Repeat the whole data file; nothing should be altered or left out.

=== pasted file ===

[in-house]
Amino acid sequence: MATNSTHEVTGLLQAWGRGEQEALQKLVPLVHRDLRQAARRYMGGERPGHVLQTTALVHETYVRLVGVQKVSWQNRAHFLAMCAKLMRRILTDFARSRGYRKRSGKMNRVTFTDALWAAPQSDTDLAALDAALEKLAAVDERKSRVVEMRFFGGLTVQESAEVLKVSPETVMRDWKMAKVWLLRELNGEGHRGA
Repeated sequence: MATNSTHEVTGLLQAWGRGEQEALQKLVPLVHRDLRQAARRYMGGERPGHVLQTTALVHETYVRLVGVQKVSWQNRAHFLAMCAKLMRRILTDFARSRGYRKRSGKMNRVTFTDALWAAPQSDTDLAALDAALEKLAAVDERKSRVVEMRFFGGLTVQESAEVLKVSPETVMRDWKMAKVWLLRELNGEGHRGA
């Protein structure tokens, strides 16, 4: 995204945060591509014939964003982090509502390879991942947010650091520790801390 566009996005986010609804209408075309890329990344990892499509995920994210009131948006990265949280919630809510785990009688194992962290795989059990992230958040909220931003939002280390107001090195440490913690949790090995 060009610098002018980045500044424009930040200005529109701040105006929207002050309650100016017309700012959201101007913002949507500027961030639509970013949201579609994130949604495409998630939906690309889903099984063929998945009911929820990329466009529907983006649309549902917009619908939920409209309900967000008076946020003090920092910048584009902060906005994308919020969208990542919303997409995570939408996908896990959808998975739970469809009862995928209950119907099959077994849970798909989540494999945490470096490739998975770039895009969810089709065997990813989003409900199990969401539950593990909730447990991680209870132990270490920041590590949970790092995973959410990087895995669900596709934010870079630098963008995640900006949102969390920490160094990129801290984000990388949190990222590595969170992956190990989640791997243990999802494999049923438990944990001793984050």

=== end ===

[in-house]
Amino acid sequence: MATNSTHEVTGLLQAWGRGEQEALQKLVPLVHRDLRQAARRYMGGERPGHVLQTTALVHETYVRLVGVQKVSWQNRAHFLAMCAKLMRRILTDFARSRGYRKRSGKMNRVTFTDALWAAPQSDTDLAALDAALEKLAAVDERKSRVVEMRFFGGLTVQESAEVLKVSPETVMRDWKMAKVWLLRELNGEGHRGA
Repeated sequence: MATNSTHEVTGLLQAWGRGEQEALQKLVPLVHRDLRQAARRYMGGERPGHVLQTTALVHETYVRLVGVQKVSWQNRAHFLAMCAKLMRRILTDFARSRGYRKRSGKMNRVTFTDALWAAPQSDTDLAALDAALEKLAAVDERKSRVVEMRFFGGLTVQESAEVLKVSPETVMRDWKMAKVWLLRELNGEGHRGA
């Protein structure tokens, strides 16, 4: 995204945060591509014939964003982090509502390879991942947010650091520790801390 566009996005986010609804209408075309890329990344990892499509995920994210009131948006990265949280919630809510785990009688194992962290795989059990992230958040909220931003939002280390107001090195440490913690949790090995 060009610098002018980045500044424009930040200005529109701040105006929207002050309650100016017309700012959201101007913002949507500027961030639509970013949201579609994130949604495409998630939906690309889903099984063929998945009911929820990329466009529907983006649309549902917009619908939920409209309900967000008076946020003090920092910048584009902060906005994308919020969208990542919303997409995570939408996908896990959808998975739970469809009862995928209950119907099959077994849970798909989540494999945490470096490739998975770039895009969810089709065997990813989003409900199990969401539950593990909730447990991680209870132990270490920041590590949970790092995973959410990087895995669900596709934010870079630098963008995640900006949102969390920490160094990129801290984000990388949190990222590595969170992956190990989640791997243990999802494999049923438990944990001793984050």